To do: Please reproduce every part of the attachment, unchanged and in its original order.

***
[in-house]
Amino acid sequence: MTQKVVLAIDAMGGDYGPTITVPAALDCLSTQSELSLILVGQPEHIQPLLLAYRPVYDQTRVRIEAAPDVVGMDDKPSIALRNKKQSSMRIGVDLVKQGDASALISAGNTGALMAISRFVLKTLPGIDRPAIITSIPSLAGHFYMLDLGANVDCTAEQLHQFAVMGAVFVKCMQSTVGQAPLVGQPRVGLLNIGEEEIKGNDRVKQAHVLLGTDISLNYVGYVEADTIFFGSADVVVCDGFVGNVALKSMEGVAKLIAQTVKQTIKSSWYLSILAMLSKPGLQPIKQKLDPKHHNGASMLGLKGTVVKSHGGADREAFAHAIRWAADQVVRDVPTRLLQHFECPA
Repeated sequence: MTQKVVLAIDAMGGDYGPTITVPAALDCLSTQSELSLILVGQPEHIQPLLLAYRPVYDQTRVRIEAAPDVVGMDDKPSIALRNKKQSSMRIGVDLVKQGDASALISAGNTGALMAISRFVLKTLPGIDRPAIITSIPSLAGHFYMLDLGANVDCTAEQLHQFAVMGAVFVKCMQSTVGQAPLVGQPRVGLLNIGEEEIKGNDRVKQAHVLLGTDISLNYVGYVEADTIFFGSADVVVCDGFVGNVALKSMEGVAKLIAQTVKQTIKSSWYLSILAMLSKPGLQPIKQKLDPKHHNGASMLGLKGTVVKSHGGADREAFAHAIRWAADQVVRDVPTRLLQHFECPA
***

[in-house]
Amino acid sequence: MTQKVVLAIDAMGGDYGPTITVPAALDCLSTQSELSLILVGQPEHIQPLLLAYRPVYDQTRVRIEAAPDVVGMDDKPSIALRNKKQSSMRIGVDLVKQGDASALISAGNTGALMAISRFVLKTLPGIDRPAIITSIPSLAGHFYMLDLGANVDCTAEQLHQFAVMGAVFVKCMQSTVGQAPLVGQPRVGLLNIGEEEIKGNDRVKQAHVLLGTDISLNYVGYVEADTIFFGSADVVVCDGFVGNVALKSMEGVAKLIAQTVKQTIKSSWYLSILAMLSKPGLQPIKQKLDPKHHNGASMLGLKGTVVKSHGGADREAFAHAIRWAADQVVRDVPTRLLQHFECPA
Repeated sequence: MTQKVVLAIDAMGGDYGPTITVPAALDCLSTQSELSLILVGQPEHIQPLLLAYRPVYDQTRVRIEAAPDVVGMDDKPSIALRNKKQSSMRIGVDLVKQGDASALISAGNTGALMAISRFVLKTLPGIDRPAIITSIPSLAGHFYMLDLGANVDCTAEQLHQFAVMGAVFVKCMQSTVGQAPLVGQPRVGLLNIGEEEIKGNDRVKQAHVLLGTDISLNYVGYVEADTIFFGSADVVVCDGFVGNVALKSMEGVAKLIAQTVKQTIKSSWYLSILAMLSKPGLQPIKQKLDPKHHNGASMLGLKGTVVKSHGGADREAFAHAIRWAADQVVRDVPTRLLQHFECPA